Coastal urbanization and the integrity of estuarine waterbird communities: Threshold responses and the importance of scale
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Type of Work10 pages
Citation of Original PublicationWilliam V. DeLuca, Colin E. Studds, Ryan S.King and Peter P. Marra, Coastal urbanization and the integrity of estuarine waterbird communities: Threshold responses and the importance of scale, Biological Conservation Volume 141, Issue 11, November 2008, Pages 2669-2678, https://doi.org/10.1016/j.biocon.2008.07.023
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This work was written as part of one of the author's official duties as an Employee of the United States Government and is therefore a work of the United States Government. In accordance with 17 U.S.C. 105, no copyright protection is available for such works under U.S. Law.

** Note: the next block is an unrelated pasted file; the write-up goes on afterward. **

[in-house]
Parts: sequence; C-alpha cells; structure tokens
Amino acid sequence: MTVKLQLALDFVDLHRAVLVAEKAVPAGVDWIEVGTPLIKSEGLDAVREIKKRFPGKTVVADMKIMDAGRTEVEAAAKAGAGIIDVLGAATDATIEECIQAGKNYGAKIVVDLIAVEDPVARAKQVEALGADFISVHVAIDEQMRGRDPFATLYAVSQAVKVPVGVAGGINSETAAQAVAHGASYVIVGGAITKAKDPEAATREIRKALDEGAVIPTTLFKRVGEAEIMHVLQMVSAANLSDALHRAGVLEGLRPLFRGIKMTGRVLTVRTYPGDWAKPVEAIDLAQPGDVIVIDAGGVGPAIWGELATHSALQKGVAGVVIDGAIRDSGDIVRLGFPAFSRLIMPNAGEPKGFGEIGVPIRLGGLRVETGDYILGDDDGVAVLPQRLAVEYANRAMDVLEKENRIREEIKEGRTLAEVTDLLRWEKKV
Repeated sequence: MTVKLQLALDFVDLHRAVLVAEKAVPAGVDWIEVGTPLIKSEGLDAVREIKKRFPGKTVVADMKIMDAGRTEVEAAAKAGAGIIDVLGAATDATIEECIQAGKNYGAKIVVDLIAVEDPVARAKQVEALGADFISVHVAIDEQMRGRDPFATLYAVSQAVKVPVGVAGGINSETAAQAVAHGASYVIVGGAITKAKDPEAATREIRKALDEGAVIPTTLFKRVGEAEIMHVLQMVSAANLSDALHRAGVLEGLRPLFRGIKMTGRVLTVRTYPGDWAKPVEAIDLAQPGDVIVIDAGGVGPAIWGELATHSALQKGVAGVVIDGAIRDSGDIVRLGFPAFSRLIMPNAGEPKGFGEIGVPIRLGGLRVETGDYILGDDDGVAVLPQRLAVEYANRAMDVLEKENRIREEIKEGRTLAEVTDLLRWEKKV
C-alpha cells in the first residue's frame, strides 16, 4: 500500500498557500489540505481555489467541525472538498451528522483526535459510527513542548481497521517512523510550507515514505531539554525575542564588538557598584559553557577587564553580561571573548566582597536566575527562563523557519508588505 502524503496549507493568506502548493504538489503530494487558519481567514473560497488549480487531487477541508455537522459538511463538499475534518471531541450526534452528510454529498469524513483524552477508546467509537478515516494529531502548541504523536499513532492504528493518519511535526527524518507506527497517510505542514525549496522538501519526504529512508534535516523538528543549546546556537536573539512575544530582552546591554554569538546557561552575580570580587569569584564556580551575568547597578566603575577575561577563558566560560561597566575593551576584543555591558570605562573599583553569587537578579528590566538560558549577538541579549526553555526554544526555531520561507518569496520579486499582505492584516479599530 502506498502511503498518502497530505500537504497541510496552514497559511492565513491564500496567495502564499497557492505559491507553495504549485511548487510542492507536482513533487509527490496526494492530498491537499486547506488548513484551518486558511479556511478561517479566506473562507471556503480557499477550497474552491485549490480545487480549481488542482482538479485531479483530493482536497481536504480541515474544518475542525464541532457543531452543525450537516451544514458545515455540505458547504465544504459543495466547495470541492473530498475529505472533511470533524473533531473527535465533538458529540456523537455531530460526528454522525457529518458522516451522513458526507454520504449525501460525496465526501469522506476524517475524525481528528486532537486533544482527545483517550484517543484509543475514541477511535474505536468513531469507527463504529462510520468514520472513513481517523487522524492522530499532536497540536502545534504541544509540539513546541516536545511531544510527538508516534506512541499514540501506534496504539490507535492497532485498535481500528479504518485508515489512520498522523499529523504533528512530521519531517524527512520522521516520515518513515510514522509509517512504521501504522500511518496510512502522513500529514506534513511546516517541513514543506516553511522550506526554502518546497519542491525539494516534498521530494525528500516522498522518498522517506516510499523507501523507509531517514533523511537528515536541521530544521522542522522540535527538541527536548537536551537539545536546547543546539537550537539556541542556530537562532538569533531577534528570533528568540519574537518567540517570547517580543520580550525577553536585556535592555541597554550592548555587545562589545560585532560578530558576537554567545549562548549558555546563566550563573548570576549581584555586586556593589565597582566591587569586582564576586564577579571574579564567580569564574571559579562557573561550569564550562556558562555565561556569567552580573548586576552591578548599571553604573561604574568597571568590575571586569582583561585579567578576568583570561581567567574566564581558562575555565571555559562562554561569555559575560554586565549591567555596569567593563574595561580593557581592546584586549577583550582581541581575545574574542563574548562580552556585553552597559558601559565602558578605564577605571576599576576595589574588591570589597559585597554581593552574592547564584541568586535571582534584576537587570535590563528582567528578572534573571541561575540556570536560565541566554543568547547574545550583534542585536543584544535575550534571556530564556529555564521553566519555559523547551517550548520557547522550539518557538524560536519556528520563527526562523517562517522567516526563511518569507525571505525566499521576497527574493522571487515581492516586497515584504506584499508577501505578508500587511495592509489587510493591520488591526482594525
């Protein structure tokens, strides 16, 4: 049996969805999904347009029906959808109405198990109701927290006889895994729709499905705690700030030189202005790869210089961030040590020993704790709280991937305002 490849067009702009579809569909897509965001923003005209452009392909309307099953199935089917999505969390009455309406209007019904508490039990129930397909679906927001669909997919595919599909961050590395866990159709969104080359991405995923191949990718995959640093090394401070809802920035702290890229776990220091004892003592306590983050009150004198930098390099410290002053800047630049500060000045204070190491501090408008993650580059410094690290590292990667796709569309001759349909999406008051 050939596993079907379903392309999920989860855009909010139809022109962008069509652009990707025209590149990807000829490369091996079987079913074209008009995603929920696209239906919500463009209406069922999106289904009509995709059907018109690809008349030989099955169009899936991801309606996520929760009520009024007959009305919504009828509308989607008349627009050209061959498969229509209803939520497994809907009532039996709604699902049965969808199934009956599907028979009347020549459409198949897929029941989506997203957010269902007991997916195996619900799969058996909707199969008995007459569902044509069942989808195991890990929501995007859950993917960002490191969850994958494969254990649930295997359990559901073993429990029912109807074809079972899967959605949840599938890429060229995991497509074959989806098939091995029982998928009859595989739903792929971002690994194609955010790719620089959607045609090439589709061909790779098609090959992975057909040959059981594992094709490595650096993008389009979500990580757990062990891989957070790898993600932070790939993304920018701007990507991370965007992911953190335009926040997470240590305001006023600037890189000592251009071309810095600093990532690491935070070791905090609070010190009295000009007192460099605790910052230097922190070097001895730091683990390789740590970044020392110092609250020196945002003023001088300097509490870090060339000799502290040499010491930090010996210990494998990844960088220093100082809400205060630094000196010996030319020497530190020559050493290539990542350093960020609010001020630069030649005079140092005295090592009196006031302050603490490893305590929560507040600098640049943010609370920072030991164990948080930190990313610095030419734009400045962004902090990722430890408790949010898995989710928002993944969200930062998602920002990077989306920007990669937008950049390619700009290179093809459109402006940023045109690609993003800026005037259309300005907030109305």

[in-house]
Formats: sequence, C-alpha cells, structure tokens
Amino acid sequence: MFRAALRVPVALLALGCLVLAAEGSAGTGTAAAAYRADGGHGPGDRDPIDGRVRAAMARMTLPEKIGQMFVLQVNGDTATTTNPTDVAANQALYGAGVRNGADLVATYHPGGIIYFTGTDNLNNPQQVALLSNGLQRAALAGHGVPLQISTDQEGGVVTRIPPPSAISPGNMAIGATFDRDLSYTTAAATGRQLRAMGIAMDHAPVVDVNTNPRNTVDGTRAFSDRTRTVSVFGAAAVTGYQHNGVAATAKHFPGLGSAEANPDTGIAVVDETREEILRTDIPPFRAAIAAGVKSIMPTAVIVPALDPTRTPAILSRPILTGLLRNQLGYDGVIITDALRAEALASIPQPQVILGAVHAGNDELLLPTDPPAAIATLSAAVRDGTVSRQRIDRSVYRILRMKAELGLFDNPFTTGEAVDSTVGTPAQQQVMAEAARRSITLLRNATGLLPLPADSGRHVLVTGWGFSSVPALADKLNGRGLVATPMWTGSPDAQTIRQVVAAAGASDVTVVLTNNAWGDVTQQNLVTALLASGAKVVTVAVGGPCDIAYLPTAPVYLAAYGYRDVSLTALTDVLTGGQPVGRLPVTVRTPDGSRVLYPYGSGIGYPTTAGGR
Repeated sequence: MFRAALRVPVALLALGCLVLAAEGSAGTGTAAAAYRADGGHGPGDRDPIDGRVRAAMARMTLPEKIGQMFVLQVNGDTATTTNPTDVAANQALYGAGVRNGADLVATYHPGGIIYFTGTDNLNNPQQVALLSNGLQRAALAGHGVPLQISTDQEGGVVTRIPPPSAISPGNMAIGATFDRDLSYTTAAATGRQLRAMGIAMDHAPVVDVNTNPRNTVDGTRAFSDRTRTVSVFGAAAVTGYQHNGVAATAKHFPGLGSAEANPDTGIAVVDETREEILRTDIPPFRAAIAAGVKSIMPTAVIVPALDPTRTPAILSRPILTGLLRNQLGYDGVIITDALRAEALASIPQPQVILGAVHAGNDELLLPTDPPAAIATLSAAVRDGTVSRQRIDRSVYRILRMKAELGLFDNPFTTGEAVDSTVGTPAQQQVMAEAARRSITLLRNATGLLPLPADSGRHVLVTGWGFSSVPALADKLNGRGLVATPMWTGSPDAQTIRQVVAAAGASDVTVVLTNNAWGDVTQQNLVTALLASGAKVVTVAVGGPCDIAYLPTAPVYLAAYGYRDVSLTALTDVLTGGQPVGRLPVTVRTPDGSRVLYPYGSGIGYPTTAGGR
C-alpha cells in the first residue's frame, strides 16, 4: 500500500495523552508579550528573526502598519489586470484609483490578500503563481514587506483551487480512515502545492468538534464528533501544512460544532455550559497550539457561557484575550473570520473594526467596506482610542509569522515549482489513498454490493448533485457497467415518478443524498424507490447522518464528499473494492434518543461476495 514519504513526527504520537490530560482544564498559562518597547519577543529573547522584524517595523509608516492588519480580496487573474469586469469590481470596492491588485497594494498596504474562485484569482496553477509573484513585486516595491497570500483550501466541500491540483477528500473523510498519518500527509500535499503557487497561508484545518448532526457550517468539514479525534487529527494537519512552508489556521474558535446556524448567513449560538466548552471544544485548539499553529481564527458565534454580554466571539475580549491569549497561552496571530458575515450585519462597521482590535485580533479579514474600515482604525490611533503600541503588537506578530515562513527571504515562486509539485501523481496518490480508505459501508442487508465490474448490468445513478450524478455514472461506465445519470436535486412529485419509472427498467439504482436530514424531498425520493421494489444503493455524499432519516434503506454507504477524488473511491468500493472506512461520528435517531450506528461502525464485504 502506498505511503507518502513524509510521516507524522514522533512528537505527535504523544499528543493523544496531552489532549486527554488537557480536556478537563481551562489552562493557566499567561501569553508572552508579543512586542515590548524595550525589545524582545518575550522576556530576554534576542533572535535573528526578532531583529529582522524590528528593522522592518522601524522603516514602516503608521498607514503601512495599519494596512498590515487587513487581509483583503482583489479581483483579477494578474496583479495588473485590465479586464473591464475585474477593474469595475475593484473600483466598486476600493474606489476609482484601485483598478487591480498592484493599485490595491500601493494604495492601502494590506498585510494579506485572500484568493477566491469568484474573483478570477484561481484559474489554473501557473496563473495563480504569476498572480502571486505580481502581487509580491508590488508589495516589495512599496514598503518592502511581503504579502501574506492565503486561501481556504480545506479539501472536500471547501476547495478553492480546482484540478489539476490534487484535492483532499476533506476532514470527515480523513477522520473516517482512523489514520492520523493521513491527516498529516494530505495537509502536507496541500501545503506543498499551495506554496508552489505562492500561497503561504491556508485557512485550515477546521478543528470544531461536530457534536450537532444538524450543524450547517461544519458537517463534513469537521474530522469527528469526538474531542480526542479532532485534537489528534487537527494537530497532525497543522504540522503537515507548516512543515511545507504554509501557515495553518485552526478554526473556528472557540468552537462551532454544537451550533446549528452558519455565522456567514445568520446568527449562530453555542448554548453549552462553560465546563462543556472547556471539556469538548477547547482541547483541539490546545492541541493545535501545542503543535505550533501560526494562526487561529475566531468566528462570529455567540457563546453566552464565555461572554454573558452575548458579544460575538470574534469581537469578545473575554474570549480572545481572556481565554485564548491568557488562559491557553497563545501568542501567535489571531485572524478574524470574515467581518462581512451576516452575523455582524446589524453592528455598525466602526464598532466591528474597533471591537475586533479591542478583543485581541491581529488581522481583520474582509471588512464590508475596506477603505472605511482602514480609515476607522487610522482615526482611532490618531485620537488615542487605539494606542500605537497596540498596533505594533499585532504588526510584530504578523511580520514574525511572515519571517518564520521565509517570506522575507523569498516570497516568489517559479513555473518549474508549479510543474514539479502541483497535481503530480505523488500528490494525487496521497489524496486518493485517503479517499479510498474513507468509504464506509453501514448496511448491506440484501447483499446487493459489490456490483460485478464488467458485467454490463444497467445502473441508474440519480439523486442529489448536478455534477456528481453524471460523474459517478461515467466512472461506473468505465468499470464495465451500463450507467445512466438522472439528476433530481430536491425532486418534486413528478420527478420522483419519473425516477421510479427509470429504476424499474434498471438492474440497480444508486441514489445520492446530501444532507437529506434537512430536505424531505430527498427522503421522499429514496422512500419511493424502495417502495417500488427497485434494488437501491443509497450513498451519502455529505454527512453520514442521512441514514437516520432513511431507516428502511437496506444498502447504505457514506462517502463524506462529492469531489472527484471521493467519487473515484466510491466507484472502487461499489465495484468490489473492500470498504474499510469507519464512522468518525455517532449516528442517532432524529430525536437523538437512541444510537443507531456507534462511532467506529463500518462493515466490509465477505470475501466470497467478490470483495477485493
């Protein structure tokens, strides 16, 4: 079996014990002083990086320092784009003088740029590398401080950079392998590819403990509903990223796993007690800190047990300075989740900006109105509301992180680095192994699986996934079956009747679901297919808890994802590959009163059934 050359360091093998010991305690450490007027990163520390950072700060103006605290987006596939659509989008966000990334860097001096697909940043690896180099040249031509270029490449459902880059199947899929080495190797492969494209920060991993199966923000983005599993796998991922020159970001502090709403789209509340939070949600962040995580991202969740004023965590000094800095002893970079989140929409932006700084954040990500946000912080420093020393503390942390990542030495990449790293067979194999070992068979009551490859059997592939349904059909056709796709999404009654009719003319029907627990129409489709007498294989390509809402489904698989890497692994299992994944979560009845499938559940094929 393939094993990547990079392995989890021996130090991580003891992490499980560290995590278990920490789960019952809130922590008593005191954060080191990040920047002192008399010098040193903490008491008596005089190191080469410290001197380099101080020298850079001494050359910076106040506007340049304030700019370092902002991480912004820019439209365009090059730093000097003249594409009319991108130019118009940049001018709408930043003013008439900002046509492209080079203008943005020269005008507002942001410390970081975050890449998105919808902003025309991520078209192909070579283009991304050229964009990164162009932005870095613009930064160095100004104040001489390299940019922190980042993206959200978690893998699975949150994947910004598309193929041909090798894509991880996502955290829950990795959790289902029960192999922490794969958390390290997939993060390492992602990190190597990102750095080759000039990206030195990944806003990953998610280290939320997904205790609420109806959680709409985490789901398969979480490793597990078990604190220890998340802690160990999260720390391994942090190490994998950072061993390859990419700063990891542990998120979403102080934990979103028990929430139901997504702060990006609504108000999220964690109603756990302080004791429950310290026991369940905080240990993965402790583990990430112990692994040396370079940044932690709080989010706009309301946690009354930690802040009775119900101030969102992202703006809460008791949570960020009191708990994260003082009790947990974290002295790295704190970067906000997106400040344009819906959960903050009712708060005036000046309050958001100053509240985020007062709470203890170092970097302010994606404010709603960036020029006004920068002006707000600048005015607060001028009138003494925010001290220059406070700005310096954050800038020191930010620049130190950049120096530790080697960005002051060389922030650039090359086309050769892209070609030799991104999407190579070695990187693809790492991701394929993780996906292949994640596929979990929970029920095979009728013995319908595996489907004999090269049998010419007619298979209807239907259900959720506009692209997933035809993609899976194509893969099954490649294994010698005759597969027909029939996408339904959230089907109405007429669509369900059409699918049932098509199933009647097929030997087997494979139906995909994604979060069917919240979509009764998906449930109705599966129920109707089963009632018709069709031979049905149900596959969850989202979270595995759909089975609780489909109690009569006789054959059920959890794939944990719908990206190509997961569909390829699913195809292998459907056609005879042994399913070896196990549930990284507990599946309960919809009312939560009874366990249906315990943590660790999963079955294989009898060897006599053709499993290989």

Estuarine ecosystems are becoming increasingly altered by the concentration of human populations near the coastline, however a robust indicator of this change is lacking. We developed an index of waterbird community integrity (IWCI) and tested its sensitivity to anthropogenic activities within 28 watersheds and associated subestuaries of Chesapeake Bay, USA. The IWCI was used as a tool to gain insight into how human land use affects estuarine ecosystem integrity. Based on Akaike’s information criteria (AIC), a single variable model including percent developed land in estuarine watersheds was thirteen (2002) and twenty-six (2003) times more likely than models including percent agriculture and forest cover to fit the IWCI data. Consequently, we examined how suburban, urban, and total development shaped IWCI scores at three spatial scales: (1) watershed; (2) inverse-distance-weighted (IDW) watershed (land cover near the coastline weighted proportionally greater than that farther away); (3) local (land cover within 500 m of the coastline). Suburban, urban, and total development were all significant predictors of IWCI scores. Relationships were stronger at the IDW and local scales than at the whole watershed scale. Nonparametric changepoint analysis revealed a >80% probability of a threshold in IWCI scores when as little as 3.7% (2002) and 3.5% (2003) of the IDW land cover within the watershed was urban. Our results indicate that, of the landscape stressors we examined, development near estuarine coastlines is the primary stressor to estuarine waterbird community integrity, and that estuarine ecosystem integrity may be impaired by even extremely low levels of coastal urbanization.
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